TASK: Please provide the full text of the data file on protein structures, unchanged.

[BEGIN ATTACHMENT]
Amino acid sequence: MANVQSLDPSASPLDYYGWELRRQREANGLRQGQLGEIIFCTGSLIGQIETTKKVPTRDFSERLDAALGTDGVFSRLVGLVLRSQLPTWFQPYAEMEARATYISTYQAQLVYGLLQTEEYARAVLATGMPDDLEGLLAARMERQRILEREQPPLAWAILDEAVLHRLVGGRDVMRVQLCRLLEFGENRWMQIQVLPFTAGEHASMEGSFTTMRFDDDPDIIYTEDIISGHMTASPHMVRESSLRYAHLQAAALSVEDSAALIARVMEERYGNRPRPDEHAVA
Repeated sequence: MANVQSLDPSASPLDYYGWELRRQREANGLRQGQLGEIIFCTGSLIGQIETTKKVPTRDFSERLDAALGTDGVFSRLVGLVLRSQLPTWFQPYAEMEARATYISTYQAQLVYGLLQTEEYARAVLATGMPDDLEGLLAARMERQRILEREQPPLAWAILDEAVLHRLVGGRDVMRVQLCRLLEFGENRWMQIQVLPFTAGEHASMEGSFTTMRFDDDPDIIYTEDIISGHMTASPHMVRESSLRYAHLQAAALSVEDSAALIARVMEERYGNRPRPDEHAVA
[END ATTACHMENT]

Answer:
Amino acid sequence: MANVQSLDPSASPLDYYGWELRRQREANGLRQGQLGEIIFCTGSLIGQIETTKKVPTRDFSERLDAALGTDGVFSRLVGLVLRSQLPTWFQPYAEMEARATYISTYQAQLVYGLLQTEEYARAVLATGMPDDLEGLLAARMERQRILEREQPPLAWAILDEAVLHRLVGGRDVMRVQLCRLLEFGENRWMQIQVLPFTAGEHASMEGSFTTMRFDDDPDIIYTEDIISGHMTASPHMVRESSLRYAHLQAAALSVEDSAALIARVMEERYGNRPRPDEHAVA
Repeated sequence: MANVQSLDPSASPLDYYGWELRRQREANGLRQGQLGEIIFCTGSLIGQIETTKKVPTRDFSERLDAALGTDGVFSRLVGLVLRSQLPTWFQPYAEMEARATYISTYQAQLVYGLLQTEEYARAVLATGMPDDLEGLLAARMERQRILEREQPPLAWAILDEAVLHRLVGGRDVMRVQLCRLLEFGENRWMQIQVLPFTAGEHASMEGSFTTMRFDDDPDIIYTEDIISGHMTASPHMVRESSLRYAHLQAAALSVEDSAALIARVMEERYGNRPRPDEHAVA